Jimmy Devil Rocket Science: As someone who is friends with a few cops, I really hate admitting that all of the people on the "never talk to the police" bandwagon are correct, but only because they're generally nice people and I hate to see their jobs get even more difficult than it already is.


As a cop, I don't believe you should feel guilty for your opinion.

Being aware of your rights is a good thing and should be encouraged. In my experience, people who tend to commit crimes also tend not to be sensible enough to keep their yap shut.

As I said in another thread today, I can still do my job well without someone stupidly incriminating themselves.
 
2010-02-24 05:42:20 PM  
One must remain silent longer.
 
2010-02-24 05:42:46 PM  

tnpir: This doesn't strike me as a wholly unreasonable ruling. If you go free, then two weeks later agree to talk, they SHOULD be able to use that against you. There is nothing stopping you from refusing to speak without a lawyer present at that time, either. I haven't read the entire opinion yet, however, so I might have to alter that thought at some point.

Plus, notably, this was a 9-0 decision.


The example from the article was the conviction of a pedo being thrown out because he'd admitted it two and a half years later but successfully argued in court that he was still mirandad.
 
2010-02-24 05:43:08 PM  

Blind_Io: If the cop asks, "Are there any weapons in the car I should be aware of?" say, "Not to my knowledge."


"No" works just fine, because even if there is a gun in the car the cop shouldn't be aware of it.

//At least in Pennsylvania
 
2010-02-24 05:43:08 PM  
If only there were an organization that could assist people who were being unlawfully detained or questioned.

They'd probably just be labelled as communist and dismissed.
 
2010-02-24 05:43:36 PM  
Isn't this a repeat from last night?
 
2010-02-24 05:43:56 PM  

006andahalf: Brake tags? Are those to certify that your brakes work?


Uhhhhh, sure. Well, I mean, you take it to a certified garage, tell them your shiat works, show them your lights work, pay $50, and get your sticker. They don't actually CHECK your brakes if that's what you mean.

Its an easy tax, and an easier way to pull people* over.

*Whites excluded
 
2010-02-24 05:44:04 PM  
It is interesting to note that this was a 9-0 ruling. With both extreme right & left wing judges agreeing is this a sign of the end times?

It happens all the time. Usually you don't hear about it, because the cases they vote unanimously on tend to be boring, but 9-0 is actually the second most common breakdown (5-4 being the most common).
 
2010-02-24 05:44:58 PM  
Ernesto Miranda's not talking, either;
Link (new window)

The last word on chatting with the Po-Po;
Link (new window)
 
2010-02-24 05:45:05 PM  

El Chode: Weaver95: Shilldog: Weaver95: NewportBarGuy: never talk to a cop without a lawyer present. Period. or at least consult a lawyer first.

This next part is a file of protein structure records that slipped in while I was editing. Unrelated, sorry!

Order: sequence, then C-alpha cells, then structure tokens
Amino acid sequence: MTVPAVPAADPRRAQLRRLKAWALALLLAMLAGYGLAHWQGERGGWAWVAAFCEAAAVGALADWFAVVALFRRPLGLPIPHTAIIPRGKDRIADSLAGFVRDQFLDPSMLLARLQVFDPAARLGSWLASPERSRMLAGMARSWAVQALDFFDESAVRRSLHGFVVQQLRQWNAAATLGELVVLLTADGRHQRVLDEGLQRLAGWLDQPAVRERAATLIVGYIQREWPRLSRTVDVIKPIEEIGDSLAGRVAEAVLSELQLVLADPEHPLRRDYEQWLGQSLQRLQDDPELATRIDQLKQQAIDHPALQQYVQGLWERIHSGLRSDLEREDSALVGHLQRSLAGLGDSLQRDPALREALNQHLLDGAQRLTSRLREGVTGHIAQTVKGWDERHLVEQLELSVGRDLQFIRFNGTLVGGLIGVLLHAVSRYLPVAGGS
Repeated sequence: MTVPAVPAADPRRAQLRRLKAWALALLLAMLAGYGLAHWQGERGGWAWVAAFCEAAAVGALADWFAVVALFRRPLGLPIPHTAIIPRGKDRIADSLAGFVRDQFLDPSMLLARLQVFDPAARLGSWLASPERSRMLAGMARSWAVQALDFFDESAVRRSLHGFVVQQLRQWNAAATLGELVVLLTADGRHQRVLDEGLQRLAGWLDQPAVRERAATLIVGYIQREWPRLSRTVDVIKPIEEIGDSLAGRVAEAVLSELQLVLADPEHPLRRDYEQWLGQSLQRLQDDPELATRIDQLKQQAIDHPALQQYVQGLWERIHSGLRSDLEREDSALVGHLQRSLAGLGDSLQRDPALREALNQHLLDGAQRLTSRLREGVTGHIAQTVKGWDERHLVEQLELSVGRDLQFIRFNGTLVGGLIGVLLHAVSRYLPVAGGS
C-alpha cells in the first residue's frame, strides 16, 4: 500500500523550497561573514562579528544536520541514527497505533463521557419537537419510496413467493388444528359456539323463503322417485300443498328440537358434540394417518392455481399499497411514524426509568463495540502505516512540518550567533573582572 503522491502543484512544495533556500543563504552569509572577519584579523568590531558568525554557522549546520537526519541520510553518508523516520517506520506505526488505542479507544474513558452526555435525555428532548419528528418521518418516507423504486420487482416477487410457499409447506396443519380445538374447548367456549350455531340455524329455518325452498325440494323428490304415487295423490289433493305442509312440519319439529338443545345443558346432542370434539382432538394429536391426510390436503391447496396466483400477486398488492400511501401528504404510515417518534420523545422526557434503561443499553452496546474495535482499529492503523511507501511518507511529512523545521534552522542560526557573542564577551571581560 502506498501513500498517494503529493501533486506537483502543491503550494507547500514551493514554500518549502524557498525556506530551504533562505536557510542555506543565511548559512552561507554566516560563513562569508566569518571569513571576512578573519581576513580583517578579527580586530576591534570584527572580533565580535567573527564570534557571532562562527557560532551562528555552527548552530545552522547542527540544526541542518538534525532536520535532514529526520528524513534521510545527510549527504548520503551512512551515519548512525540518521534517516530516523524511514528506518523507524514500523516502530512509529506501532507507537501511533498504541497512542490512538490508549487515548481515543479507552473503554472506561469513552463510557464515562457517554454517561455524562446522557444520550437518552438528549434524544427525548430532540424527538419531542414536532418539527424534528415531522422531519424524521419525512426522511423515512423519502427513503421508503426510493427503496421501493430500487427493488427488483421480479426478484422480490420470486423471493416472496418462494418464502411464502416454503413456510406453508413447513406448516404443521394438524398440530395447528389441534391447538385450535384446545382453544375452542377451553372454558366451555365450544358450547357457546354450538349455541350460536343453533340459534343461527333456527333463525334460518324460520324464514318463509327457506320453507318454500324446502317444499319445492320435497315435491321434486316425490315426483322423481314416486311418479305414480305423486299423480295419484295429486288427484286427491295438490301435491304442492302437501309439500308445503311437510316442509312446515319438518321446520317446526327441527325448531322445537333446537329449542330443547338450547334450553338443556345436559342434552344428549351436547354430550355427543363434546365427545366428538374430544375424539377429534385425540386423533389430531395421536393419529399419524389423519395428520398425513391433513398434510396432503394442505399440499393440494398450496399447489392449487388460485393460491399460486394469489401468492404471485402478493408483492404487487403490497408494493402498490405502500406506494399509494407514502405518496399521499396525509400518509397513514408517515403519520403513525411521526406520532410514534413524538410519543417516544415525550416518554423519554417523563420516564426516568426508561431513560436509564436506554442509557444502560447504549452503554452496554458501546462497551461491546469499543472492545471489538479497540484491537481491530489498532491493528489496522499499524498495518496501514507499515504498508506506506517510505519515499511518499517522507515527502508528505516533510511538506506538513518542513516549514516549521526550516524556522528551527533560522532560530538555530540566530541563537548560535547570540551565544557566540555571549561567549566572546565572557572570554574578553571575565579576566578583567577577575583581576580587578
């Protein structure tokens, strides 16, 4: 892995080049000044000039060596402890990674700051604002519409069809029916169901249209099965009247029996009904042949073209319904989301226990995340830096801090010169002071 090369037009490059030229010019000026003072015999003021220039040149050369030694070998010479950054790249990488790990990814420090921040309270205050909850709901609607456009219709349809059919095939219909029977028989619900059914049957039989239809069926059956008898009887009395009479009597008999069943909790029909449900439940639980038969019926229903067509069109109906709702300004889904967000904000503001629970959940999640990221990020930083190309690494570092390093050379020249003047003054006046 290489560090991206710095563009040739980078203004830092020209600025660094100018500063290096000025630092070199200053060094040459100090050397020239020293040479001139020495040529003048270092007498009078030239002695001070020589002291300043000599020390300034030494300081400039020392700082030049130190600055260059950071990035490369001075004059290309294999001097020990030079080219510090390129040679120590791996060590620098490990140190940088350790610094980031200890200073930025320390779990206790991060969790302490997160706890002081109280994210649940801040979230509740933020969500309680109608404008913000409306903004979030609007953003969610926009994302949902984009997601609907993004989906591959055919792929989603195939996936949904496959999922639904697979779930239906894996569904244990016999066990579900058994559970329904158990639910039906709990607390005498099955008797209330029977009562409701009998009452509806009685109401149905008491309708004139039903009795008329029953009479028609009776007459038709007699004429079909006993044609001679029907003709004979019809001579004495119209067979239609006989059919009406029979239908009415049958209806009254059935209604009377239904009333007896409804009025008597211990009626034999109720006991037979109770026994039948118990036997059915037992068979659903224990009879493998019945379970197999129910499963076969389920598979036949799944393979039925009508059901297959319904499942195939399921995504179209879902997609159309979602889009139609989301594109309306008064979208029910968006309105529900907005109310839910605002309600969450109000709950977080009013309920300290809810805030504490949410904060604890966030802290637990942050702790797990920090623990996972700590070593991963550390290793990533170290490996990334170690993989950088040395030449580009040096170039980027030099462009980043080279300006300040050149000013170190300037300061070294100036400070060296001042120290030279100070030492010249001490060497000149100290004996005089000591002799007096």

Honest question: How far do you take this? Speeding tickets? Just walking by?

anything more serious than a speeding ticket.

Huh? I never say anything, even in a ticket. Nothing of substance at least, I just do my best to be amenable, polite, and friendly...and dumb. If they ask me questions, I just smile. I find this to be the best approach at DUI checkpoints also because my blood is usually curdling by that point and I know I'd say something with enough anger that they'd search me just out of spite.


This is the key. The problem with traffic stops, aside from consenting to a search, is inadverdently making a statement that could be construed as an admission of guilt. For example, when asked "Do you know why I pulled you over?" ALWAYS say "no."
 
2010-02-24 05:45:08 PM  

GaryPDX: Ashtrey: GaryPDX: Iyou are immediately a suspect in that crime.

"Officer, I was raped!"

"Well well well, looks like we have a clear case of masturbation!"

You've mixed that up. You took a victim's angle. I was talking about a witness angle.


"I saw a man peeping in a woman's window and fondling himself!"

"Well well well, looks like we have a clear case of masturbation!"

/that better?
 
2010-02-24 05:45:11 PM  

Fish!: Repeat after me: "Am I under arrest? Am I free to go?". This is the only thing you should ever say to a cop.


That and, thank you sir.
 
2010-02-24 05:45:17 PM  
ITFA Scalia mentions the large number of repeat offenders we supposedly have in this country as a justification for this ruling. Well, that is when I have to begin to question how many people are being labeled "offender" and why we have so many.

It really ought to trouble more people than it does. Why do we have such a disproportionately large prison population? Why do we have such wildly out of proportion sentences for so many things and increasing demand for measures against people who have already served their sentence?

Never talk to cops. Never cooperate. Ever. You owe more to yourself and the only life you will ever have than you do to the state. Period.